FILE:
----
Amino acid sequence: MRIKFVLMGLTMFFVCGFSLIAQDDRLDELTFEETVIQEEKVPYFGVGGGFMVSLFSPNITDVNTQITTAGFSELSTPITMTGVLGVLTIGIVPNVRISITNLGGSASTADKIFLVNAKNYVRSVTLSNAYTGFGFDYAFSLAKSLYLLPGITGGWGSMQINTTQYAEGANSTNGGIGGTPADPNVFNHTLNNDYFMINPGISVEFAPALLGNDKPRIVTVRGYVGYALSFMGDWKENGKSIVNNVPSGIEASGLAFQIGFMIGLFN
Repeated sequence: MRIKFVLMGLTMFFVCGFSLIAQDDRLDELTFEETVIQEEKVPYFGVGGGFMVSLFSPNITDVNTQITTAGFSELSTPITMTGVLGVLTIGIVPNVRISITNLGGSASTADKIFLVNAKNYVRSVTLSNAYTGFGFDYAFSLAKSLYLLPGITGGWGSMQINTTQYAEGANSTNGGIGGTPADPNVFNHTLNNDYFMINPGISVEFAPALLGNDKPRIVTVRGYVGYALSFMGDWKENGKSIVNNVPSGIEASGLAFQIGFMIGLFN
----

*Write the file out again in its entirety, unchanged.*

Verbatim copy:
Amino acid sequence: MRIKFVLMGLTMFFVCGFSLIAQDDRLDELTFEETVIQEEKVPYFGVGGGFMVSLFSPNITDVNTQITTAGFSELSTPITMTGVLGVLTIGIVPNVRISITNLGGSASTADKIFLVNAKNYVRSVTLSNAYTGFGFDYAFSLAKSLYLLPGITGGWGSMQINTTQYAEGANSTNGGIGGTPADPNVFNHTLNNDYFMINPGISVEFAPALLGNDKPRIVTVRGYVGYALSFMGDWKENGKSIVNNVPSGIEASGLAFQIGFMIGLFN
Repeated sequence: MRIKFVLMGLTMFFVCGFSLIAQDDRLDELTFEETVIQEEKVPYFGVGGGFMVSLFSPNITDVNTQITTAGFSELSTPITMTGVLGVLTIGIVPNVRISITNLGGSASTADKIFLVNAKNYVRSVTLSNAYTGFGFDYAFSLAKSLYLLPGITGGWGSMQINTTQYAEGANSTNGGIGGTPADPNVFNHTLNNDYFMINPGISVEFAPALLGNDKPRIVTVRGYVGYALSFMGDWKENGKSIVNNVPSGIEASGLAFQIGFMIGLFN